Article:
Monday, September 20, 2010

Assessment: Purposes and Purposeful?

Bonnie Kemble is currently teaching high school students in Qualicum Beach BC. Prior to this, she taught in middle school in a variety of student support positions. Her teaching career began in the north with adult learners preparing for entry into college, proving that variety is the spice of life!

Curious thing about assessments and the power they can have to alter life choices and courses... In education, as in life, there are bigger assessments and smaller assessments, ones that change life opportunities, and others which change the course of the day. I have come to know both as an educator in the classroom who makes daily decisions about learning opportunities, and as a specialist whose assessments may build a student's permanent learning file, which can in turn create places for students to be, on occasion, and how teachers may come to know them, for I regularly do what is referred to as Level B testing, normally a step beyond classroom assessment. I take this responsibility very seriously, for these higher stakes tests, done carefully, can take on a mystic of their own at times. "ah, this test will reveal that this student is ...(pick your pigeon hole)", yet the testing CAN be helpful even if it is at the same time, rather artificial information about a student's ability to learn. Assessments are limited in the ability to describe how a student learns, or how intelligent the student may be, by the questions that are asked, and so there are times when it is frustrating knowing that the assessment tools I am using, standardized and legitimized, show not the student who is before me, but how well the test is measuring up to a standard set by anonymous others. I participate in it because there are opportunities for supporting struggling learners who meet the criterion set, so on it goes.

Assessment for learning in the classroom seems friendlier somehow, because as an educator, you can change the flow according to what you see and hear from your students who are in the throes of learning. It is responsive, at its best, and useful. Assessment for learning is good teaching, because it relies on relationships and communication to resolve the edges of "I am learning and I am not there yet". It contributes to education as a transaction and transformation in contrast to assessment of learning, which is largely "I transfer to you and you and transfer back to me in as close to a accurate approximation to the original as possible". For me, assessment for learning is a way to figure out what we are doing in the classroom together, and how do we make it even richer? I get to guide the boat, for I am the teacher leader, but the journey is more rewarding when we are all part of the adventure. We will stop, and take photographs, and based on these snapshots, I may decide to speed up the boat, take side trips, continue on, back track, or make a speedier finish so that we can take another journey together sooner, but we will all have a part in the experience.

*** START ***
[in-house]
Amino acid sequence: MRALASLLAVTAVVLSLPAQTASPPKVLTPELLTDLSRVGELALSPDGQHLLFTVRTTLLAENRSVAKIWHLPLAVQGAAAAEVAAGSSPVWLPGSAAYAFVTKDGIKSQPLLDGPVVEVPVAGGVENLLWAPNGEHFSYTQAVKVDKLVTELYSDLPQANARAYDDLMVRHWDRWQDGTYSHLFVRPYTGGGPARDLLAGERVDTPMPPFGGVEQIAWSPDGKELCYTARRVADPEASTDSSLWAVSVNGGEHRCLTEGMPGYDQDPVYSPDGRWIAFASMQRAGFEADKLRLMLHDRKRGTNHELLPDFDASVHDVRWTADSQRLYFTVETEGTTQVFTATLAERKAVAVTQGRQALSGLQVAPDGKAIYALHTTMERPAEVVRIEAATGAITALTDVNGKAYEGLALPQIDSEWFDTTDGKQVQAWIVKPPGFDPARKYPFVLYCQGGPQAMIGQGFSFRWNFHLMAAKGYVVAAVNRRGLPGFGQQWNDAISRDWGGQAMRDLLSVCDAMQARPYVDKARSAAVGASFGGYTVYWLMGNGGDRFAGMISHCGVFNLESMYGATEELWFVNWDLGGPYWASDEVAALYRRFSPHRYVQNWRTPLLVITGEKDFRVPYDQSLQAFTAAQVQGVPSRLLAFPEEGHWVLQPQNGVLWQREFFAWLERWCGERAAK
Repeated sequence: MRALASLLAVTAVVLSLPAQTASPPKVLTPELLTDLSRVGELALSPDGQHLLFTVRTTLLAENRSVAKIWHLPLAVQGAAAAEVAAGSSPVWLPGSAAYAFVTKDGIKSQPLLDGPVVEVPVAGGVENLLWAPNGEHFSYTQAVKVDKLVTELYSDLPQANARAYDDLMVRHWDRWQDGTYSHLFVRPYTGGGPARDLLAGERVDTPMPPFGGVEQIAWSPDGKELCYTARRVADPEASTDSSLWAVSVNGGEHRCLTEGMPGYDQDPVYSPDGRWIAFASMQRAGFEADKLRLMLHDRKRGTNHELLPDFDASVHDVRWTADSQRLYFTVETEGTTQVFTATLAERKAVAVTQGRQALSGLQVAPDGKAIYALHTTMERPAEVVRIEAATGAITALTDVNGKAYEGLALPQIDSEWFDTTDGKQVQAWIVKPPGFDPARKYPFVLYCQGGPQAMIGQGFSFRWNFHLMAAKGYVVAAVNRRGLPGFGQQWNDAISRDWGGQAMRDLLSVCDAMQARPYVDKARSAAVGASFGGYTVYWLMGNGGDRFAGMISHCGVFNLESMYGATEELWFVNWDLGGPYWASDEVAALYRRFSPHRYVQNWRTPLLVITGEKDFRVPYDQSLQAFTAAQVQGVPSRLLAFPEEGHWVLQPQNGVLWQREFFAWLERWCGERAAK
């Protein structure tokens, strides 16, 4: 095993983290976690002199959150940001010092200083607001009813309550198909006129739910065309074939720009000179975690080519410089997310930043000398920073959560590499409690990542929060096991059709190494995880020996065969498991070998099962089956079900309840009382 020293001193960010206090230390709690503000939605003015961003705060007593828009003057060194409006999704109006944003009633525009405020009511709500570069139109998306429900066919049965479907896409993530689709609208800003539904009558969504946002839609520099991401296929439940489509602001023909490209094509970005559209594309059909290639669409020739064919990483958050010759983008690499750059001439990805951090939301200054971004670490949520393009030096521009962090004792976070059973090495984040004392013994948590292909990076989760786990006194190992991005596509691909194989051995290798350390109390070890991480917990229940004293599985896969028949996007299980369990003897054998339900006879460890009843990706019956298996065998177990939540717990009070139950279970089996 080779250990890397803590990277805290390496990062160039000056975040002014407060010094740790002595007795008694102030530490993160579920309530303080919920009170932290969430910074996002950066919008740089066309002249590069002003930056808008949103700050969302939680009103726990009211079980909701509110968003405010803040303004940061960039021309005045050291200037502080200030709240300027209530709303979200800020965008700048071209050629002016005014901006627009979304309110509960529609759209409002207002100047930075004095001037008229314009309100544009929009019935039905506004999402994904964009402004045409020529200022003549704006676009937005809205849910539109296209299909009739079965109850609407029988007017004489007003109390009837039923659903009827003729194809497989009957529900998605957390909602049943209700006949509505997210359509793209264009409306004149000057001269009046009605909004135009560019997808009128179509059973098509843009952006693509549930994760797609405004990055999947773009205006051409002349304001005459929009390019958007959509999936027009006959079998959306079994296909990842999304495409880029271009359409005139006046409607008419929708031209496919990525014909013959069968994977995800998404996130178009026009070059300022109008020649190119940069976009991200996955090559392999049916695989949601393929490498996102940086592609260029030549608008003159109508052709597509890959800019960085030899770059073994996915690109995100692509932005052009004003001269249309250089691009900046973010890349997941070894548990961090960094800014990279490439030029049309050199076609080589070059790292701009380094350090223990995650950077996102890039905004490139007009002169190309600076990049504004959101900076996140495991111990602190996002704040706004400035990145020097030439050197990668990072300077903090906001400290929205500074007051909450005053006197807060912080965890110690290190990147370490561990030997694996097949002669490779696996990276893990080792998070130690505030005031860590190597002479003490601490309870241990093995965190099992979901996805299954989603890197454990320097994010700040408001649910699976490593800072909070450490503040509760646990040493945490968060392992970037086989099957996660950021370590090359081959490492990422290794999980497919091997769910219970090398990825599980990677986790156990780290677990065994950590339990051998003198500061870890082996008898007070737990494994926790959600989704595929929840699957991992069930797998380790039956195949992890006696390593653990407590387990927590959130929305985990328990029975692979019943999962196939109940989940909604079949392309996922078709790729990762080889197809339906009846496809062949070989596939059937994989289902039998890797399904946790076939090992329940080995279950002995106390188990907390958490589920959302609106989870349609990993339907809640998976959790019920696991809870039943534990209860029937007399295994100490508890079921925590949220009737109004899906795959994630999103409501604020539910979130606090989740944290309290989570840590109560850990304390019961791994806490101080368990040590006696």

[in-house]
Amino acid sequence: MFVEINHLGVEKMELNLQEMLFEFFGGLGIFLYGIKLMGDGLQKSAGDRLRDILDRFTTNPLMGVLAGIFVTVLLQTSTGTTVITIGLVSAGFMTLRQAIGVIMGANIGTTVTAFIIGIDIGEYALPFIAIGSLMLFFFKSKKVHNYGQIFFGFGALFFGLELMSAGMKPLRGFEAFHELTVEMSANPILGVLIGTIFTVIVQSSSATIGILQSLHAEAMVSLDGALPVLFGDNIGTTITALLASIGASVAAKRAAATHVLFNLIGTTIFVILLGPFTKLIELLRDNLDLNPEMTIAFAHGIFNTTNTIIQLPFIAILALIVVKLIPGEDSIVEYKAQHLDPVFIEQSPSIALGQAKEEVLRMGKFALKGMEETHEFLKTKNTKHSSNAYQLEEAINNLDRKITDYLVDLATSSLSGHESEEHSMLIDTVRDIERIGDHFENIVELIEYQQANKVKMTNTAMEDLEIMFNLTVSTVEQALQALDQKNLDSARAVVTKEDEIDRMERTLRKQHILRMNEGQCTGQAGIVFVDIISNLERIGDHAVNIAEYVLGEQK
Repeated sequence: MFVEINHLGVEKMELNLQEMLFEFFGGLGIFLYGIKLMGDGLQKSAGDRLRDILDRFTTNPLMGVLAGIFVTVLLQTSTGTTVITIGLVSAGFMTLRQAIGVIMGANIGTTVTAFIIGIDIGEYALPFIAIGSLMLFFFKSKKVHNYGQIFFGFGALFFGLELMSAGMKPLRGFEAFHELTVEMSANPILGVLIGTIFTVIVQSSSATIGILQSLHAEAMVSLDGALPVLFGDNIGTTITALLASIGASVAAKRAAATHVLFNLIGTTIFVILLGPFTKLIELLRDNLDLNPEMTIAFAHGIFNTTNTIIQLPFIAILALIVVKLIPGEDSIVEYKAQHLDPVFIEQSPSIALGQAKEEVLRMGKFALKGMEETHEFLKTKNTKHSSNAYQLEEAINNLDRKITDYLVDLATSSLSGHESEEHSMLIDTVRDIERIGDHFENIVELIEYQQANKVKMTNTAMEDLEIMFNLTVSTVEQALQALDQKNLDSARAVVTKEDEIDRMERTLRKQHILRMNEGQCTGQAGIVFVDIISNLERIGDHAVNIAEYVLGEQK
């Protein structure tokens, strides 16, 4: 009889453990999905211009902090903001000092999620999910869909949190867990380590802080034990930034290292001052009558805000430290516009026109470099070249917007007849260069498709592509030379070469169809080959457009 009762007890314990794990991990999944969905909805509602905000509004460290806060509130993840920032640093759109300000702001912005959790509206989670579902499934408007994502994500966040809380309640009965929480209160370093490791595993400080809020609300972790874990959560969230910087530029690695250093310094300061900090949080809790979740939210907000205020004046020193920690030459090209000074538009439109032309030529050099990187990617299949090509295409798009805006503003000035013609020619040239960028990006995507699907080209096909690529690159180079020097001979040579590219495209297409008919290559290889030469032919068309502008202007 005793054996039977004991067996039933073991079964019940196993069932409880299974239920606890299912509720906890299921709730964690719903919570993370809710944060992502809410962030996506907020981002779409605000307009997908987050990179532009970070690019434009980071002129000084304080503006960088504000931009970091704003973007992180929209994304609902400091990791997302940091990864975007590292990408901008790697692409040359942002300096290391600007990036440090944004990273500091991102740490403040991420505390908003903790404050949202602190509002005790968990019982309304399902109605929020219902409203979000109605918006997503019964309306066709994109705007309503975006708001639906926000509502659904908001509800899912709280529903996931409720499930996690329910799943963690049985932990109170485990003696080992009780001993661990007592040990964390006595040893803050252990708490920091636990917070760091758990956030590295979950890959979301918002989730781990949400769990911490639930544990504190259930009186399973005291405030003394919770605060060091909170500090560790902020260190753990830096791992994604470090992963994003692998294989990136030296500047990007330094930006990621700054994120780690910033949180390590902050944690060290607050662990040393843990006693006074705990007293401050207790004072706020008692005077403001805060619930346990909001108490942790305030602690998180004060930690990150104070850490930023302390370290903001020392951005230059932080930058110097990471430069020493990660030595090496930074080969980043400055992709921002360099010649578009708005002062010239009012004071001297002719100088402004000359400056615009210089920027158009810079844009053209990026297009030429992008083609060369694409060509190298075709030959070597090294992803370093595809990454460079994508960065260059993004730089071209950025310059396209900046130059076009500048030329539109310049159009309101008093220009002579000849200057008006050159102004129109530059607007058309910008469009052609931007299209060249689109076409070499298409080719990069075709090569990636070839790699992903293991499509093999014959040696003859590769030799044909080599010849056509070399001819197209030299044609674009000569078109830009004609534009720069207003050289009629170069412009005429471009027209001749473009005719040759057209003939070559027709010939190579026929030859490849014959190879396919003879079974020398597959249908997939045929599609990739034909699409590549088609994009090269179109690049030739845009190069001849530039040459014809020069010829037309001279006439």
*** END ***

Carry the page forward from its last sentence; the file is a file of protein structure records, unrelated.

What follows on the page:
I was struck, this past year, by two classes in particular that I taught: one a grade 10 Social Studies classroom, the other a grade 12 Geography classroom. The grade 10 classroom, generally, was a livelier place. Students did not have a choice in their to take this course as it is a requirement for graduation, but at this age level, most were still willing to question the teacher, engage in conversation, offer differences of opinion out loud, challenge some ideas about the subject matter (and my teaching of it), and wrestle with if it had any meaning to them as people growing and developing. The life of the classroom was had assessment for learning elements, and lots of assessment of learning standardized practices too (professional development opportunities abound for me as a teacher to work with this mix more!) A departmental final and expectations for "what is usually done" and "what I was ready for" kept me in check, quite frankly. Students too were also quite surprised when practices beyond "read this section, do these questions, the unit test will be on Friday" were tried, and some were a little nervous that I was changing the rules to some degree. The grade 12 classroom was so "schooled" in older practices, it was really tough to break down barriers. "Is this going to be on the test?", "How did I do on the assignment?" were common questions. Breaking it open to ask them what they learned, what might be useful for them to know and how did our study of Geography relate to them were scary questions. I was saddened by how the students relied so much on the teacher to tell them, by way of marks, how much they had learned, and by how little they knew about their own work and how to evaluate it as having worth. I learned a great deal about the end of high school experiences by teaching this group. I can't say I felt overly optimistic about the experiences these students have had through out their formal education. We have a lot to learn as teachers about how to help students be learners: interested, curious, and eager to feed their hungry brains. For this group, they just wanted to get out of school. This was, I suspect, not the same group of youngsters who arrived at the school's doors a dozen or so years earlier. We have better work to do, more enriching work to do, than what we have, as a system, already done. September beckons...